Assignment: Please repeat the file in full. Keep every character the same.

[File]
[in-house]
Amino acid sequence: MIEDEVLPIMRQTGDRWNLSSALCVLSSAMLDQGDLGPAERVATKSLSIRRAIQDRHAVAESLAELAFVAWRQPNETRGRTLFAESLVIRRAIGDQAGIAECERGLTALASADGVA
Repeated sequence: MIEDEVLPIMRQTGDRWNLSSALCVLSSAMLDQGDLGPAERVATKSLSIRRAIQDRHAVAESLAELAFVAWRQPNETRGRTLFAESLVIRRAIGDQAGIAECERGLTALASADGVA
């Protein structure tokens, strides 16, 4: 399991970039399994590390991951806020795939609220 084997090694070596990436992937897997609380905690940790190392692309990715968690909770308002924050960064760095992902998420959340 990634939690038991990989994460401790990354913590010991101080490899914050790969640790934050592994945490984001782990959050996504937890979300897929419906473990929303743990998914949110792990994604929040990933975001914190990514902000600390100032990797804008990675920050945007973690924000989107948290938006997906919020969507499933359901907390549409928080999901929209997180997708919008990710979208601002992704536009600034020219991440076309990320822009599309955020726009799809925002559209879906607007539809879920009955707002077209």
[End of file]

[in-house]
Amino acid sequence: MIEDEVLPIMRQTGDRWNLSSALCVLSSAMLDQGDLGPAERVATKSLSIRRAIQDRHAVAESLAELAFVAWRQPNETRGRTLFAESLVIRRAIGDQAGIAECERGLTALASADGVA
Repeated sequence: MIEDEVLPIMRQTGDRWNLSSALCVLSSAMLDQGDLGPAERVATKSLSIRRAIQDRHAVAESLAELAFVAWRQPNETRGRTLFAESLVIRRAIGDQAGIAECERGLTALASADGVA
């Protein structure tokens, strides 16, 4: 399991970039399994590390991951806020795939609220 084997090694070596990436992937897997609380905690940790190392692309990715968690909770308002924050960064760095992902998420959340 990634939690038991990989994460401790990354913590010991101080490899914050790969640790934050592994945490984001782990959050996504937890979300897929419906473990929303743990998914949110792990994604929040990933975001914190990514902000600390100032990797804008990675920050945007973690924000989107948290938006997906919020969507499933359901907390549409928080999901929209997180997708919008990710979208601002992704536009600034020219991440076309990320822009599309955020726009799809925002559209879906607007539809879920009955707002077209």